Through our work as a pharmacy benefit manager (PBM), we play a critical role in the health care system by helping lower drug costs and expand coverage to the affordable medications people need to stay healthy. Every year, PBMs deliver more than $1,000 in savings per patient and reduce costs by $10 for every $1 spent on our services.
At CVS Health®, we help lower out-of-pocket drug prices and drive better health outcomes for customers by going head-to-head with drug manufacturers to negotiate discounts, promoting patient safety, and supporting the unique needs of our customers. We have helped reduce customer costs at the pharmacy counter for six consecutive years, and today our members see an average out-of-pocket cost (PDF) below $9 for a 30-day supply of medication. Last year, nearly 70% of members spent less than $100 out of pocket on prescriptions.
Without PBMs, small businesses would see higher drug costs
Employers, unions, public programs like Medicare and Medicaid, and other plan sponsors of all shapes and sizes hire PBMs for one reason: to offer a pharmacy benefit that balances cost, access and quality. We serve as a partner to those customers by designing and administering prescription drug coverage that works best for the organization and their employees or members.
The work we do is especially important to small businesses and startups who don’t have the scale or infrastructure necessary to administer prescription drug coverage in the face of high and rising list prices set by drug manufacturers: Between July 2021 and July 2022, drug manufacturers hiked the price on more than 1,200 products, with an average increase of 31.6%, with some prices increasing by more than 500%.
By leveraging the negotiating power of our more than 110 million members to negotiate discounts from drug manufacturers, and connecting our members with more affordable medications like generics and biosimilars, we use our size and scale to deliver greater savings for the people we serve. In a world without PBMs, small businesses would have significantly less negotiating power, leading to higher prescription drug costs for these companies and their employees.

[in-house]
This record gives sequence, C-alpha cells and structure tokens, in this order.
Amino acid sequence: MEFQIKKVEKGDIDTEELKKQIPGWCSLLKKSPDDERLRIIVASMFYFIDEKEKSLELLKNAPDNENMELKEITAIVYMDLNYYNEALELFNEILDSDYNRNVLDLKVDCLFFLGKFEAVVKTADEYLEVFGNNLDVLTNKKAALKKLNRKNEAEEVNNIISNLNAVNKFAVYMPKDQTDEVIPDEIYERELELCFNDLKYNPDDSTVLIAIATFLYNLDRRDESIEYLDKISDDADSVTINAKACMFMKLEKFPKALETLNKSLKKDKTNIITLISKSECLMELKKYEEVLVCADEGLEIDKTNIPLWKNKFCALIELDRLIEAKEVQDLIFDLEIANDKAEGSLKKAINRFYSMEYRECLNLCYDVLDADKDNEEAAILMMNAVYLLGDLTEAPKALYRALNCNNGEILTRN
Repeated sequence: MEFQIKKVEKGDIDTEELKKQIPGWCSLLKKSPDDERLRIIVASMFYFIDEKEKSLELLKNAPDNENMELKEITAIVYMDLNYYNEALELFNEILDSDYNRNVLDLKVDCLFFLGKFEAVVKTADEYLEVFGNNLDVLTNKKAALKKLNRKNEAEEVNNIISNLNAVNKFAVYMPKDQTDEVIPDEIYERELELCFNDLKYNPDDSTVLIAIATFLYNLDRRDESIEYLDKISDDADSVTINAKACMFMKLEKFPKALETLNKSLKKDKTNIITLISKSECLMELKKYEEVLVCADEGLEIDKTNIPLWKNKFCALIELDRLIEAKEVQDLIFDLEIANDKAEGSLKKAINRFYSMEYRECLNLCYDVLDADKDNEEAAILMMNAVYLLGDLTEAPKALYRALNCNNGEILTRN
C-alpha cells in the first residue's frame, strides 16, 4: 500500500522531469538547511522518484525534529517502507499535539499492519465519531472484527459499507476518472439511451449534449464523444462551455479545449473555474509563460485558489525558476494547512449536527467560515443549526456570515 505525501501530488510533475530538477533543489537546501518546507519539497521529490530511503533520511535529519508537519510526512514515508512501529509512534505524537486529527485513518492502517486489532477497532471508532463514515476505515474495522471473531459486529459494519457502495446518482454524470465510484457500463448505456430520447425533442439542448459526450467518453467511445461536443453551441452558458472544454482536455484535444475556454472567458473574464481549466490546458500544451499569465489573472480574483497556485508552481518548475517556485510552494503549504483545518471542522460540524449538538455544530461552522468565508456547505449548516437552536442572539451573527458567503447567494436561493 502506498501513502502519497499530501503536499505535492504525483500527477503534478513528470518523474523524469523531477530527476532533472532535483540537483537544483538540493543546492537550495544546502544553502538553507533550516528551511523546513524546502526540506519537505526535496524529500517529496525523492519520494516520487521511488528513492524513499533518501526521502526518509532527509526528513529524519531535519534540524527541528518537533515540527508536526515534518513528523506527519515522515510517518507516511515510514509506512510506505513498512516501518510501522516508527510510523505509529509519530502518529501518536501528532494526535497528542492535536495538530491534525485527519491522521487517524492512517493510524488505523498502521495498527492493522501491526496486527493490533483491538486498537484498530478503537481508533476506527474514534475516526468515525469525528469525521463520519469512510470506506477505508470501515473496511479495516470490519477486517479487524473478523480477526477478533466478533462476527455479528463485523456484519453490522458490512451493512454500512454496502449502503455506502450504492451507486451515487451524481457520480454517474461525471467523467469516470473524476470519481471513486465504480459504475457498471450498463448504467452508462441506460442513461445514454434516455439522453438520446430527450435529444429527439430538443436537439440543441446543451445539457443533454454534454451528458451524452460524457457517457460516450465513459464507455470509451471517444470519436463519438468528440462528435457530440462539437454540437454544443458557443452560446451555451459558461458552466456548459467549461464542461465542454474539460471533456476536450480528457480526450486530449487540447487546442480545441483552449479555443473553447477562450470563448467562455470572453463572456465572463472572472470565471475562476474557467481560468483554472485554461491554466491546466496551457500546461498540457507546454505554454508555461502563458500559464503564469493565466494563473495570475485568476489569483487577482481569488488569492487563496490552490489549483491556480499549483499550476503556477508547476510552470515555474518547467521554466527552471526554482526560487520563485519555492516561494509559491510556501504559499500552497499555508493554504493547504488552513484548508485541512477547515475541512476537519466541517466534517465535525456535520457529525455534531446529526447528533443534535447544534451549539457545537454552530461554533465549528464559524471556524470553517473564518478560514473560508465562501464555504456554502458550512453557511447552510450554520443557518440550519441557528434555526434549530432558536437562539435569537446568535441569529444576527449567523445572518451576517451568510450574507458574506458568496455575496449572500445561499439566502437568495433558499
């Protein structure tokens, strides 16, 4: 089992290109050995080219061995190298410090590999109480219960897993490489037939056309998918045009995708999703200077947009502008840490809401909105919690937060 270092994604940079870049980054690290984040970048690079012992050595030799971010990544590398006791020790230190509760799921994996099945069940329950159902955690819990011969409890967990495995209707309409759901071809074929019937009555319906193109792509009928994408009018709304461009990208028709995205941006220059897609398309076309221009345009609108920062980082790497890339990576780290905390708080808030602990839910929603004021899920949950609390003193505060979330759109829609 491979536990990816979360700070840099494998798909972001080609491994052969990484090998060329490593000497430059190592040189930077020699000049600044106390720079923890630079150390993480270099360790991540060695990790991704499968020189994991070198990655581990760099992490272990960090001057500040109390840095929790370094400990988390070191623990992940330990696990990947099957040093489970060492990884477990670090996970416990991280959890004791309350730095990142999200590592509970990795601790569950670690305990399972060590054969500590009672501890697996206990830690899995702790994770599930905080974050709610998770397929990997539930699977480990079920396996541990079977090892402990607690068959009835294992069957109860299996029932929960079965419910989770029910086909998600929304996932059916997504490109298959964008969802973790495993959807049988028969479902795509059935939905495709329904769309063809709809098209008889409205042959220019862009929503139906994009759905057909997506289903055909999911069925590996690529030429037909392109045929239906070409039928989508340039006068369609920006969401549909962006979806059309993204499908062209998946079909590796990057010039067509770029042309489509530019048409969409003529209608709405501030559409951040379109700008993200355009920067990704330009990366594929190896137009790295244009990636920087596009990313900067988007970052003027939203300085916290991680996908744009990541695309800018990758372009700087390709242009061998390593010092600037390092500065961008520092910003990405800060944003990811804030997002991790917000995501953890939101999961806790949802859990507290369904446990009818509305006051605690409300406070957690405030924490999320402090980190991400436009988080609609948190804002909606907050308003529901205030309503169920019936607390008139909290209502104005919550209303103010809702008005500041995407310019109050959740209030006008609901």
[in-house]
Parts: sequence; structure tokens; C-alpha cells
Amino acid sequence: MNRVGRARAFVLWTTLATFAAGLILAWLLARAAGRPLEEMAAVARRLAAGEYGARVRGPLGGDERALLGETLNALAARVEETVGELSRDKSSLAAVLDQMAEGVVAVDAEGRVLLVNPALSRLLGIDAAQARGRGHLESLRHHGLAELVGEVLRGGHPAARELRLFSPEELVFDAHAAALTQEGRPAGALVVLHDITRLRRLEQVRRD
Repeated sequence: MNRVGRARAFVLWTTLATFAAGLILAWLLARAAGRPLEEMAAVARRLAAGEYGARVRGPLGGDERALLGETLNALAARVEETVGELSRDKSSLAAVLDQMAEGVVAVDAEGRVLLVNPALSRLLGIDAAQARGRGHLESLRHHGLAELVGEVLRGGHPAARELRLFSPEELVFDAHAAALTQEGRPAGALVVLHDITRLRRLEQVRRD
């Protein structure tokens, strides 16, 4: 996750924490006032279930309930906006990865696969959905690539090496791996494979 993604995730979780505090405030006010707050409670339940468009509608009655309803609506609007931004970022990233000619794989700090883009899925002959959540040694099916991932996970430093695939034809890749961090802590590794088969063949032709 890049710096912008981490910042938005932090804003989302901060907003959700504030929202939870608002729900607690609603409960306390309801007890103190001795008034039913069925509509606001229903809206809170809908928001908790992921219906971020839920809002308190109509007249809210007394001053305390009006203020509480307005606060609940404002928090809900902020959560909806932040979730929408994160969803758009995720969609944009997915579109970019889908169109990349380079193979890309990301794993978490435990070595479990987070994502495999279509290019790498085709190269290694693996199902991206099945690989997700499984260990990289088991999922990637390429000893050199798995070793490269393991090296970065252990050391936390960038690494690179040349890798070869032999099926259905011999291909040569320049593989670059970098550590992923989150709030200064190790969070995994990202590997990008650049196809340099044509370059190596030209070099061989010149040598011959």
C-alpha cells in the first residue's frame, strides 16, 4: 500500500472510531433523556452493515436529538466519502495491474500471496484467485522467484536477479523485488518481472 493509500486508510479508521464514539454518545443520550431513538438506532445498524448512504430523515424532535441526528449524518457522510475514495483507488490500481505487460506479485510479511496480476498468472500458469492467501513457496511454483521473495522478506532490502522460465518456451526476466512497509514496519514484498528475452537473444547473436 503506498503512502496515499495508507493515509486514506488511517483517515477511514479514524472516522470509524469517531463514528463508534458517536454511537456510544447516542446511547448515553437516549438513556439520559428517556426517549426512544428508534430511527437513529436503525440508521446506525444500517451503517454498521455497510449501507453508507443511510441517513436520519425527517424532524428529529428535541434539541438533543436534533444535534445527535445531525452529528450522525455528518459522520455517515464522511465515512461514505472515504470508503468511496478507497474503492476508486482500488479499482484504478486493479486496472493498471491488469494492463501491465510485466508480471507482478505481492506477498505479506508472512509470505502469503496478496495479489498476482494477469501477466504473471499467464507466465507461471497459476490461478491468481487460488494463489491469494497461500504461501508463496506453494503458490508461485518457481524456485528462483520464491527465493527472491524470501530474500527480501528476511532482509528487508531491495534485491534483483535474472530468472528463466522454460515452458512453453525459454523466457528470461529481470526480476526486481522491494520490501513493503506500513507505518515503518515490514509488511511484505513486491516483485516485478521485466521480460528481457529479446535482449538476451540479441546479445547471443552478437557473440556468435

Health care that’s less accessible and less safe
A world without PBMs would also mean lower-quality care, reduced access and more risk to customers across the health care system. PBMs prevent more than approximately 100 million medication errors per year (PDF). And, PBMs help expand access to care by working with customers to build broad, diverse pharmacy networks and offer convenient options like home delivery and virtual care as part of comprehensive pharmacy benefits that help ensure patients can obtain their medications no matter their situation or where they live.
Greater affordability also leads to better health outcomes: when people can afford their medications, they are more likely to take them as prescribed, helping prevent difficult and costly medical complications down the road. We use digital tools that help patients navigate their treatment, connect with clinical professionals, and drive greater adherence.
A world without PBMs: Unpacking the data
We don’t need to speculate about what a world without PBMs would look like. The data speaks for itself:
- Research from University of Chicago Professor Casey Mulligan published in the National Bureau of Economic Research finds that PBMs deliver nearly $150 billion annually in value through negotiated discounts, more cost-effective drug utilization, and other cost-saving services; almost $60 billion (40%) of that value would be lost in a world without PBMs.
- The Department of Labor Inspector General recently audited (PDF) its Workers' Compensation Program and found that the program lacked a “pharmacy benefit manager to help contain costs” between 2015 and 2020 and may have had more than $320 million in excess costs on prescription drugs during that period. Without PBMs, similar lost savings could ripple across federal programs.
- In states that have passed legislation restricting certain PBM services or tools, employers, consumers and taxpayers can see significant drug cost increases as a result. After West Virginia “carved-out” PBMs from its Medicaid program in 2017, generic dispensing rates fell and costs per prescription increased (PDF) by more than 12.5%. And a retroactive analysis of recent laws passed in Georgia and Oklahoma found that they led to the elimination of five PBM tools and resulted in cost increases of up to 12% for PBM customers like employers, unions and state health plans.
The facts are clear: PBMs promote lower drug costs and better health care.